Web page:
Born June 4, 1904 in Heard County, Georgia, James C. Bonner attended the public schools of Carrollton and Heard County, then enrolled in Carrollton's West Georgia Agricultural & Mechanical School, graduating in 1921. For a year, Bonner attended the College of Mines at the University of Texas at El Paso. Bonner returned to Georgia and attended the University of Georgia, where he received his A.B. in Journalism in 1926 and his M.A. in Physical Education in 1936. He received his Ph.D. in History from the University of North Carolina at Chapel Hill in 1943. In addition to his academic studies, Bonner also held the position of Principal-Coach at Carrollton's West Georgia A & M School from 1927 to 1933. When the school's name changed to West Georgia College, his title changed to Assistant Professor of Social Science, and he held this title from 1933 to 1941. In 1942, Bonner became Adjunct Professor of History at Randolph Macon Woman's College. In 1944, he became Chairman of the Department of History and Political Science at Georgia State College for Women in Milledgeville, Georgia, and he served in this capacity until his retirement in 1969.
Bonner's professional activities, scholarships and awards are varied and numerous. He was a nationally recognized authority on Georgia history and the history of agriculture in the American South. He authored and co-authored several books and edited three festschriften. He wrote more than thirty articles for professional journals, including The American Historical Review. He authored the section on Georgia in the Encyclopedia Britannica and published articles and essays in the Encyclopedia of Southern History and the Dictionary of American History.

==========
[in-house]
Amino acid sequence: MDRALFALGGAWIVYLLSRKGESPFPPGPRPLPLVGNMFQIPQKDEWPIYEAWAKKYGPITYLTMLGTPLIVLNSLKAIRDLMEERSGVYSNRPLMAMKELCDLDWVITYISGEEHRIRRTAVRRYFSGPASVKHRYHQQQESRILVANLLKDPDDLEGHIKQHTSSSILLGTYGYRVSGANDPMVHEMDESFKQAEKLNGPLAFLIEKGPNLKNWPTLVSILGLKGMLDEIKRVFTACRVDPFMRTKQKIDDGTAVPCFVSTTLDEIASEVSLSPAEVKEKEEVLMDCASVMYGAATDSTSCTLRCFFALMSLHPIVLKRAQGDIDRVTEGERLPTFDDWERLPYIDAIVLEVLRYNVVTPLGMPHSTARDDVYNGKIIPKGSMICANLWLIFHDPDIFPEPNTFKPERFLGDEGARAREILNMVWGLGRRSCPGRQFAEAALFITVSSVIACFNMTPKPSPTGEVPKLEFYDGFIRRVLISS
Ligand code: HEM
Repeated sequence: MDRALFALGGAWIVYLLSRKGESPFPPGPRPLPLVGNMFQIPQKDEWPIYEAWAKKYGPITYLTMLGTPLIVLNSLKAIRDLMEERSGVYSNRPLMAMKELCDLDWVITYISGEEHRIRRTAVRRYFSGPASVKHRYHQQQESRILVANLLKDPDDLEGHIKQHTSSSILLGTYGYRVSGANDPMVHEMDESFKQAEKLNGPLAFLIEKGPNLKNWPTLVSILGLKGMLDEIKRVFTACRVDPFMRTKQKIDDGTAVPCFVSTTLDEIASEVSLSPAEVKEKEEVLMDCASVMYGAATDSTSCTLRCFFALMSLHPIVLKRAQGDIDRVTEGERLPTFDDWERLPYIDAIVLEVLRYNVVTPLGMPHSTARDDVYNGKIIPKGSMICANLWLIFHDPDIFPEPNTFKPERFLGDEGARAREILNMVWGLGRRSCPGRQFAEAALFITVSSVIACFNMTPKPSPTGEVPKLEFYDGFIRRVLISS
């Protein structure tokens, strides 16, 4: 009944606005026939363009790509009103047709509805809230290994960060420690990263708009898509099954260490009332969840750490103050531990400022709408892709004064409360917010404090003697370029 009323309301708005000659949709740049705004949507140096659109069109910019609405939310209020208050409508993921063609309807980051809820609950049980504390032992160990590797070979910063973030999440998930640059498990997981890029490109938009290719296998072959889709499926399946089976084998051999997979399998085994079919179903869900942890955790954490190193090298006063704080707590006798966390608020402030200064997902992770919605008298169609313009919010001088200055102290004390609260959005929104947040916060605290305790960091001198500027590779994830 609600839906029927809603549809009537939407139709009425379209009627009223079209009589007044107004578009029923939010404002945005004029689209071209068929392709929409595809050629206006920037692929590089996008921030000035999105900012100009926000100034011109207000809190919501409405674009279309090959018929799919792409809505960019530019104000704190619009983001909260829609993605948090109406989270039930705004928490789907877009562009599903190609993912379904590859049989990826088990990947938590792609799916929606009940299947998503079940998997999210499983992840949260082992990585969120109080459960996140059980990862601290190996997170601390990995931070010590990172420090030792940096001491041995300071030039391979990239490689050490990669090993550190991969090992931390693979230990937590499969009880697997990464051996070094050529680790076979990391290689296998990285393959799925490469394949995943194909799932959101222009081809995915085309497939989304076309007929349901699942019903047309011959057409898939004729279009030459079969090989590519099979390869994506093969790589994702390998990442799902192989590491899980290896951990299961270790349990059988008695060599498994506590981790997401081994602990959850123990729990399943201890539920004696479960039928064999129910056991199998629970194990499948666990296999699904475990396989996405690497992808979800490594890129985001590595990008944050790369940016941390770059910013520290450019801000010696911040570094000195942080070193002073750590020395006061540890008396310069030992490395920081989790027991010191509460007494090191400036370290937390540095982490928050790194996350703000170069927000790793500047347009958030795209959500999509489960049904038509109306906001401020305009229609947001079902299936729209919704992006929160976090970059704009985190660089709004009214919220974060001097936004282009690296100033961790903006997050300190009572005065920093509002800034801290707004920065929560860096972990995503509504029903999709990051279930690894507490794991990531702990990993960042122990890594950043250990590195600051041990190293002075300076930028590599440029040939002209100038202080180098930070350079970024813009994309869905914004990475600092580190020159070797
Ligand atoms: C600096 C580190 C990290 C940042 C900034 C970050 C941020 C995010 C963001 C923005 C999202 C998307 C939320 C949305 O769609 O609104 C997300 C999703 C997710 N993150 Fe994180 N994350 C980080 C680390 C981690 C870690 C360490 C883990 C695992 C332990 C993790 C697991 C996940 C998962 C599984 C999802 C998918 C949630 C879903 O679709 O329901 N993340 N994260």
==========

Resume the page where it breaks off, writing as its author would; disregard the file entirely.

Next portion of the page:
From 1947 to 1967, Bonner served as Chairman of the University System of Georgia Committee on Graduate Work and Faculty Research. He also was a member of the Georgia Historical Commission, the Georgia Heritage Commission, and the Georgia National Register Advisory Commission from 1959 to 1972. In 1973, Bonner worked as a consultant for the Mississippi Park Commission in the reproduction of an 1850s cotton plantation at Florewood River Plantation Park until its completion in 1975. During his tenure at Georgia College, the Georgia College Foundation named him Distinguished Professor.
Bonner served on the editorial boards of the Journal of Southern History, Agricultural History, and the Georgia Historical Quarterly and was a member of the executive committee of two historical organizations. Among his numerous recognitions are the Founder's Award given by West Georgia College in 1967 and the Distinguished Service Award given by the faculty of Georgia College in 1969. The Dixie Writers Association awarded him recognition as Georgia Author-of-the-Year in non-fiction in 1972 for his book entitled Georgia's Last Frontier.
Married in 1936 to Ida Munro, they had three children, Allen, Page, and Jim Jr. Bonner died in 1984 and Ida Munro Bonner died 1988. They are buried in Milledgeville, Georgia at Memory Hill Cemetery.